This created some real distractions within the campaign. Ultimately it may have created some single-issues for voters that moved them one way or the other in the election. Hearing that Trump “sexually assaults women”, or that Hillary “will be put in jail for deleting her emails” creates serious concerns for voters. But all of these kinds of things were being spoken countless times a day by people who looked to be authorities on what they were talking about.
You know it’s bad when the news broadcast has to fact check itself.
Television has Become Bad for Businesses
While television as a whole has more offerings than ever, and is seen in increasing numbers of stores and public places, it’s not helping businesses as much as it should. With endless channel choices at our fingertips, TV is great for the home. You can easily tune from one channel to the next when faced with something you don’t like, but not in a business. More and more stores, offices, and public places are installing televisions simply because they can. Unfortunately, the programming the businesses choose to display on the screen often does more harm than good.
The bottom line is: even with endless channel choices, you can’t control what appears on any given channel at any given time. You could watch CNN for instance and enjoy a heartwarming story about one of the CNN Heroes. But just one minute later you’re faced with disturbing images of war and terrorism half a world away. This can be off-putting and depressing to customers as they watch in a business.
Even when the topics aren’t disturbing in nature, they are often exhaustingly overplayed. It’s hard to forget the months of nearly non-stop coverage of missing Malaysian Airlines flight 370. With no new information CNN had to constantly improvise, bringing up new theories, even having anchors use toy planes.
It’s not just news stations that cause stress, discomfort, boredom or other negative feelings. I’ve heard complaints about even the most neutral of channels like The Food Network and The Weather Channel. People have different tastes, and leaving them with only one programming type for an extended period of time is a surefire way of losing their attention or worse: becoming a bother to them.
Take Control of the TV in Your Business
As a business owner, it is up to you to make the right choices for your business. You may have spent time choosing the colors of your walls, the hours you are open, the people you want representing your business, the type of music that plays, and the kinds of refreshments you offer to people when they visit. All of these examples are things that have some influence on the way people perceive your business. It’s the interactions your customers have with each element that dictates their overall satisfaction of your location.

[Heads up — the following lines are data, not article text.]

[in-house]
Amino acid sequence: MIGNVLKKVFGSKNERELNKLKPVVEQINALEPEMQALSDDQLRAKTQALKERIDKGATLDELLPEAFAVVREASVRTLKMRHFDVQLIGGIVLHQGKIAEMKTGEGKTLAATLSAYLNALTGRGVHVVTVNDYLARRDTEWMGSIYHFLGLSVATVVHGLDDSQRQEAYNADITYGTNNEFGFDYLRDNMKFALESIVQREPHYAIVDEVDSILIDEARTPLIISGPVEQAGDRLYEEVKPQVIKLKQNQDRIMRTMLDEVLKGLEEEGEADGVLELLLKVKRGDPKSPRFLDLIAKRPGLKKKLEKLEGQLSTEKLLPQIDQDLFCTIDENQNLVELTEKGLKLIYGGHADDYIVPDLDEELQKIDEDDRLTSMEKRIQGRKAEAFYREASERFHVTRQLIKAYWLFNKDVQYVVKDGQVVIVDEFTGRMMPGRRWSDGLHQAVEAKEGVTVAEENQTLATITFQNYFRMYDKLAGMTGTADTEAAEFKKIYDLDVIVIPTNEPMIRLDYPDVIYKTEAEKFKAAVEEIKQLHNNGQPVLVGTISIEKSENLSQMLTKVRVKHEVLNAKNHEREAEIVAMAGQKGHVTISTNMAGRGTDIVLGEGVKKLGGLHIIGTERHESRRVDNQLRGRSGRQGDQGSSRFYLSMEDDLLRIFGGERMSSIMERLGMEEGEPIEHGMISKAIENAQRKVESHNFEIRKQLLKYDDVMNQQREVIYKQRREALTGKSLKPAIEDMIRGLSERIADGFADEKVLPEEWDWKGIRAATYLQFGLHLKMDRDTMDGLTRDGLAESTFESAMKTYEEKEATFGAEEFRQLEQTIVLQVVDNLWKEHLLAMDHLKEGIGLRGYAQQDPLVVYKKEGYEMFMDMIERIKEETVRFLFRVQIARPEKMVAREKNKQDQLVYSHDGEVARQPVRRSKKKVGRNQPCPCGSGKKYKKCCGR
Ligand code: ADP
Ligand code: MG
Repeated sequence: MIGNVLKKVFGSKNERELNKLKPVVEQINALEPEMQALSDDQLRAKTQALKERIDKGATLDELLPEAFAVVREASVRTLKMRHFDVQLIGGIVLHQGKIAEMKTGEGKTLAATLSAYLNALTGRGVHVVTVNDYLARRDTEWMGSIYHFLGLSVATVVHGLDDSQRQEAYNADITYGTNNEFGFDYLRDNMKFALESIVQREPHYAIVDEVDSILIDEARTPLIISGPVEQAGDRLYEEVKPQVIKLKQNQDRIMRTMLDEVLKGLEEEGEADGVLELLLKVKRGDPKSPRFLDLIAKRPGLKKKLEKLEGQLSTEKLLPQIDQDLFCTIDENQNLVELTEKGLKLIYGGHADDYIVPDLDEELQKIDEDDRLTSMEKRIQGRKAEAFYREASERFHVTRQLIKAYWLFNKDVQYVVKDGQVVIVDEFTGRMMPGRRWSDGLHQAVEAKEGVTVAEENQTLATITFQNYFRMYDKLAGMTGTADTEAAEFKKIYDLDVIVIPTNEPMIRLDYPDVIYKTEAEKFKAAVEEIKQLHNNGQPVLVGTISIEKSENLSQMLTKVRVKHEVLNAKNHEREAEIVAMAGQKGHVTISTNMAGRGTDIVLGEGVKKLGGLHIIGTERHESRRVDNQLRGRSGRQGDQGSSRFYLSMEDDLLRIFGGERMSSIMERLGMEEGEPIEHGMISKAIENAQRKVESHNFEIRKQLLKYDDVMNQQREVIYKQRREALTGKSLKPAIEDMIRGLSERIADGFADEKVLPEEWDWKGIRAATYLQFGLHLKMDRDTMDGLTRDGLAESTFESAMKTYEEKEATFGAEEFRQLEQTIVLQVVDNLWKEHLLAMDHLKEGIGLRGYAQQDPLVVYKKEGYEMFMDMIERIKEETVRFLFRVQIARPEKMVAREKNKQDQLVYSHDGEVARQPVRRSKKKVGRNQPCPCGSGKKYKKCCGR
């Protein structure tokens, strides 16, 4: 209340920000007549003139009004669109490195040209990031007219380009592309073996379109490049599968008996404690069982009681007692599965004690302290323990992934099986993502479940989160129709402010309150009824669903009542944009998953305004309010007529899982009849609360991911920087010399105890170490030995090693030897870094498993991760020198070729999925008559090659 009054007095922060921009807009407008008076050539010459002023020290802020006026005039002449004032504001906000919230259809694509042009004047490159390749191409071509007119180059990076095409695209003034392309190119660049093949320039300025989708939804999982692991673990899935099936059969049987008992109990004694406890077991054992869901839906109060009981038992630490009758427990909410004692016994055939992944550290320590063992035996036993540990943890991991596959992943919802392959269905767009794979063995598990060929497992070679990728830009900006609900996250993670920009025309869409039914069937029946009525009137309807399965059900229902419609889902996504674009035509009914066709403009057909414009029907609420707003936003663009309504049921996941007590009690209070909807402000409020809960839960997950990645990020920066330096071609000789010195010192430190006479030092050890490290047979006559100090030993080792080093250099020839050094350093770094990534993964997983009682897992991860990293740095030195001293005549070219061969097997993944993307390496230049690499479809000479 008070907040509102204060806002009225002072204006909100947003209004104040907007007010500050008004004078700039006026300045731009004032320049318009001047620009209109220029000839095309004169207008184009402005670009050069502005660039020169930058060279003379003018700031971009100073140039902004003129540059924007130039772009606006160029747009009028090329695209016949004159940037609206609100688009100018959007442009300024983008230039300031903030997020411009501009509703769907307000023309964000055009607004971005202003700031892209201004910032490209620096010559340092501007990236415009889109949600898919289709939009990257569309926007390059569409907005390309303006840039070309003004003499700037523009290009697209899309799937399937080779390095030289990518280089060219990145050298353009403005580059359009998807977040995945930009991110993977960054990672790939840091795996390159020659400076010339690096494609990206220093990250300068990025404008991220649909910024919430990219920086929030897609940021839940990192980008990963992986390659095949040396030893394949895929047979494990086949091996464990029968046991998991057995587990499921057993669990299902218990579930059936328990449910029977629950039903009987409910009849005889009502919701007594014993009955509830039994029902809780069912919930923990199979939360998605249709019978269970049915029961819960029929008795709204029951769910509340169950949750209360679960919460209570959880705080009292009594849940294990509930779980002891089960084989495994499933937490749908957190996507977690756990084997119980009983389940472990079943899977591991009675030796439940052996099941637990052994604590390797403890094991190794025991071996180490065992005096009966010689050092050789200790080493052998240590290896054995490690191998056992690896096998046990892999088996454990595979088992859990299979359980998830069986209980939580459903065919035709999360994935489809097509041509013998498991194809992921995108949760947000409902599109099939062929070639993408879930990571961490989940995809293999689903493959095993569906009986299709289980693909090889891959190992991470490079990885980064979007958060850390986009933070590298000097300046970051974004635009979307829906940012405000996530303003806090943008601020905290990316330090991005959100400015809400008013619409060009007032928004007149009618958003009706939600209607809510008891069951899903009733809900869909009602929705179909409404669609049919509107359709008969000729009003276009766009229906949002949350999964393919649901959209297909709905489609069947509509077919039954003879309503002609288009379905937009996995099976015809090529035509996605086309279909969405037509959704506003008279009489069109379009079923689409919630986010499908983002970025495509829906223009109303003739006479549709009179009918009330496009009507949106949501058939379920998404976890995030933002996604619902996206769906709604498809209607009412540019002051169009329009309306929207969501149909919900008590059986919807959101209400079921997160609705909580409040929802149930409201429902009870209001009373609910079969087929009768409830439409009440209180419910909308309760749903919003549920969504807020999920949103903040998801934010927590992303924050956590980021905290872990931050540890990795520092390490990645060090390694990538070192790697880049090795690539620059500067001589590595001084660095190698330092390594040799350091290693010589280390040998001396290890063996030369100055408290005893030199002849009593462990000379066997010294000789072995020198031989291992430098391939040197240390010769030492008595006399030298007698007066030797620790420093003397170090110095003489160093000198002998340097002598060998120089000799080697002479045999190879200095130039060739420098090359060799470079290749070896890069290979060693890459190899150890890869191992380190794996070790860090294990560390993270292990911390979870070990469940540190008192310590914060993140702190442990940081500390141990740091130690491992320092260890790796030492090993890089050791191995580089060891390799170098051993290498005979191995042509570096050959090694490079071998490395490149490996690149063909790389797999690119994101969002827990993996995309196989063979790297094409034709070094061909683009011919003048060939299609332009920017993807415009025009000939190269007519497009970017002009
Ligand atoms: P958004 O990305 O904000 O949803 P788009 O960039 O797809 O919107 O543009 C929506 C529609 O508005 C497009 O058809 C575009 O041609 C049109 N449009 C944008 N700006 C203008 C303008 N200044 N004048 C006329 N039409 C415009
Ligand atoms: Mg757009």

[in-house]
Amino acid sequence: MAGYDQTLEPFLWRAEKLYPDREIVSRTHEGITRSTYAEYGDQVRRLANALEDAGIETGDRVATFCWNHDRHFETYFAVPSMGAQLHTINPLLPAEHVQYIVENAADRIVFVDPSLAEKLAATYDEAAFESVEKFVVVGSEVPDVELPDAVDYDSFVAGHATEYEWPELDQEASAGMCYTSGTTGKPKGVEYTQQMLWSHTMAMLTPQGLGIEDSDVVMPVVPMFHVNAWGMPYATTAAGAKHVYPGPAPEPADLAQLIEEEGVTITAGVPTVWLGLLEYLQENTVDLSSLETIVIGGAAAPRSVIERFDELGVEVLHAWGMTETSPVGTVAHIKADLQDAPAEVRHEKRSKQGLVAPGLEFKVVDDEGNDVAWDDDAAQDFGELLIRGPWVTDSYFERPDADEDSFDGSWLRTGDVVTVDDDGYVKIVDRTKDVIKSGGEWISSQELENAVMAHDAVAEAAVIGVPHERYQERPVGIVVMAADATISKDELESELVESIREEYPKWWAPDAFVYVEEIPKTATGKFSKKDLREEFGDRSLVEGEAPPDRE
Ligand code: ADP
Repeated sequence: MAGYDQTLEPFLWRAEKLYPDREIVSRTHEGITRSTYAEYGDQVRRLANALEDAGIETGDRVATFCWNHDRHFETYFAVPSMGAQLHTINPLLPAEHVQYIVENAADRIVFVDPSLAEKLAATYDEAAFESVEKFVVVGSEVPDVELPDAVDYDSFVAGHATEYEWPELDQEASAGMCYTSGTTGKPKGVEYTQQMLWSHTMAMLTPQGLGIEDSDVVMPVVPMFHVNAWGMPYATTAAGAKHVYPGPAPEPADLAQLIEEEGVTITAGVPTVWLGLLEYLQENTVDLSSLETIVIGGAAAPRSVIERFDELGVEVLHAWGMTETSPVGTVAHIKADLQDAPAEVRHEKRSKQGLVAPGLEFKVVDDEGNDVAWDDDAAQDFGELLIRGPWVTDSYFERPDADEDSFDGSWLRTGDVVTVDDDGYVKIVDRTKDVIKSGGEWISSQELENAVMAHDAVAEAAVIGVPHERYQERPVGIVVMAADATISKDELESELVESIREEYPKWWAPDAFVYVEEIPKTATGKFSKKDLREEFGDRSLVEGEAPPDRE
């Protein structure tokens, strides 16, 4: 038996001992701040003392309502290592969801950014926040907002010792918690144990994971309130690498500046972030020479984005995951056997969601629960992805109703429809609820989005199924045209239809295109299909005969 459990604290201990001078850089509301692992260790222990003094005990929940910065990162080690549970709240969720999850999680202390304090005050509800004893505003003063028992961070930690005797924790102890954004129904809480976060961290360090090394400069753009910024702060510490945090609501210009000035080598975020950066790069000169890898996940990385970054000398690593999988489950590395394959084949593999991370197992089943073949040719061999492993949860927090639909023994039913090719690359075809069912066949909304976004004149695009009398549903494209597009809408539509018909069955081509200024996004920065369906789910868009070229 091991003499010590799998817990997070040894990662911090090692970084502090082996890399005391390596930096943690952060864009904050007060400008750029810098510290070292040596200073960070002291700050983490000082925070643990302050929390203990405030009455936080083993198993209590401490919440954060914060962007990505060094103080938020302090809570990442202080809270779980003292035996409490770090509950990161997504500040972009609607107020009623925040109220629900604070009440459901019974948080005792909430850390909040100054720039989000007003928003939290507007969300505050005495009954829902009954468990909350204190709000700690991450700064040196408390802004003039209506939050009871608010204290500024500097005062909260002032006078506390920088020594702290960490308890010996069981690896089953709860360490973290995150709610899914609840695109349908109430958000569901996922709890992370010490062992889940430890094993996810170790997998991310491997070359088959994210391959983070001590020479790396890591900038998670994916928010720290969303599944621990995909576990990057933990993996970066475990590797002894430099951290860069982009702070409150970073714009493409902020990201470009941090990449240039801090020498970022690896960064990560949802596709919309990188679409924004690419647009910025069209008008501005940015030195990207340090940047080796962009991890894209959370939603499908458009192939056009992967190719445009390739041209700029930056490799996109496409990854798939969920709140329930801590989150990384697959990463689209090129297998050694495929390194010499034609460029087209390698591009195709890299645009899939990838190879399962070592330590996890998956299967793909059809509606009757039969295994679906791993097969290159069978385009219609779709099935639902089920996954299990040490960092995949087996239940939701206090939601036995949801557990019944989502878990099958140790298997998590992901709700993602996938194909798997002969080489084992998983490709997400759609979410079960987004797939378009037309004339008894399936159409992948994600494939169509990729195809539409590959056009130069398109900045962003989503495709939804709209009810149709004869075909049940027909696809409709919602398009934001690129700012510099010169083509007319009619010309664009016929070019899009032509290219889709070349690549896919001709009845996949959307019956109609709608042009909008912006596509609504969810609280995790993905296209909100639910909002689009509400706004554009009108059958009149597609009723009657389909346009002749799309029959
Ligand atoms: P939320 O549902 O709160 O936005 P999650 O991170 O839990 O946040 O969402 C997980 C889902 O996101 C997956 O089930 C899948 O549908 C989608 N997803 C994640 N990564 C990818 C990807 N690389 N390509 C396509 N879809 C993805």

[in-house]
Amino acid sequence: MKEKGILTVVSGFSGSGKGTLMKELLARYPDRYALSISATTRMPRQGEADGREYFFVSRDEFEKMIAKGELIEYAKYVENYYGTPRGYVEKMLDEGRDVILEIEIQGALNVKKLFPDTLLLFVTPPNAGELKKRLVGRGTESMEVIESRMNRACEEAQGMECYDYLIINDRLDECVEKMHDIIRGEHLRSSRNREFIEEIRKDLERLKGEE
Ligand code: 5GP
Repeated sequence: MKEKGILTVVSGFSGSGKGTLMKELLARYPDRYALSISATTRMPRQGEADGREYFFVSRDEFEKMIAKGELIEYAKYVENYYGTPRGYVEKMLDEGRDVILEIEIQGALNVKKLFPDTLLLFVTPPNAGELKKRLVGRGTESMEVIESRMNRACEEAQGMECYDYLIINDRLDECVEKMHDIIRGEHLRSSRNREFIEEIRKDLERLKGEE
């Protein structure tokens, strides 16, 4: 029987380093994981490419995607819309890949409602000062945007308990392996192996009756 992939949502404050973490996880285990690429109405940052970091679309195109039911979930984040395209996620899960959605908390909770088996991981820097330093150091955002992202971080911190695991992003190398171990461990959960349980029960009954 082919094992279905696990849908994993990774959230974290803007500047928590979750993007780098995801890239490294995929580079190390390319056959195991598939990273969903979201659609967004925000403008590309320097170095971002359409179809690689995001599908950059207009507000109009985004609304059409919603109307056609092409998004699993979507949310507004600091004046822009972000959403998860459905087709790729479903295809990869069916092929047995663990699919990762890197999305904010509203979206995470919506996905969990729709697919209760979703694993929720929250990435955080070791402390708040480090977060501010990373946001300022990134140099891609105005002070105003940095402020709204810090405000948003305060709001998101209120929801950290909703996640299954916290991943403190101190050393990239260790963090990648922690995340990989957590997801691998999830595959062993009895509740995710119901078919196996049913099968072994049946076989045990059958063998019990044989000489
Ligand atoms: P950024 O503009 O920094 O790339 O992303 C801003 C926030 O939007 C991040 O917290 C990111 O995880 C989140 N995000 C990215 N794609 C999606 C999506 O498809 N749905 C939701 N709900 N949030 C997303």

TV has arguably one of the greatest abilities to shape how people feel. The combination of visuals and sound leave a lasting impression on people. What impression do you want your customers to leave with? How do you want them to feel when waiting at your place of business? What do you want them to know about your business, values, and offerings?
We’ve found that the happiest customers are the ones that get to see a variety of content. They don’t want to feel like they are being bombarded by advertisements. For this reason, we created a platform called It’s Relevant TV that provides an ever-changing assortment of short-form television shows. The service blocks out competitor advertisements and gently brings the business’ own messaging and real-time social media onto the screen. The custom networks can operate with or without sound; all of the video content can be overlayed with optional subtitles.
An experienced editorial team screens the included licensed TV programs before delivery to the businesses. All of the programs that we distribute are family-friendly. We keep all political coverage short, to the point, and truly unbiased. It’s Relevant gives each business 50 categories of video content to choose from. This ensures that the programming isn’t just risk-free, but is topically oriented to visitors of the specific business. The business easily controls the messaging and social media syndication.
Learn from the Election
This election season, one thing was obvious: the campaigns understood the power of television. They knew that messaging seen on TV will stick in people’s minds and influence their decisions. This is why we saw the campaigns push their surrogates to TV. The lazy TV networks were happy to invite them on because it saved money and filled their airtime.
TV has tremendous power over decision making. Don’t be lazy with yours.
Make sure your TV is working in your best interest as a business owner.
Written By: Jonathan Krackehl, President & CEO of It’s Relevant TV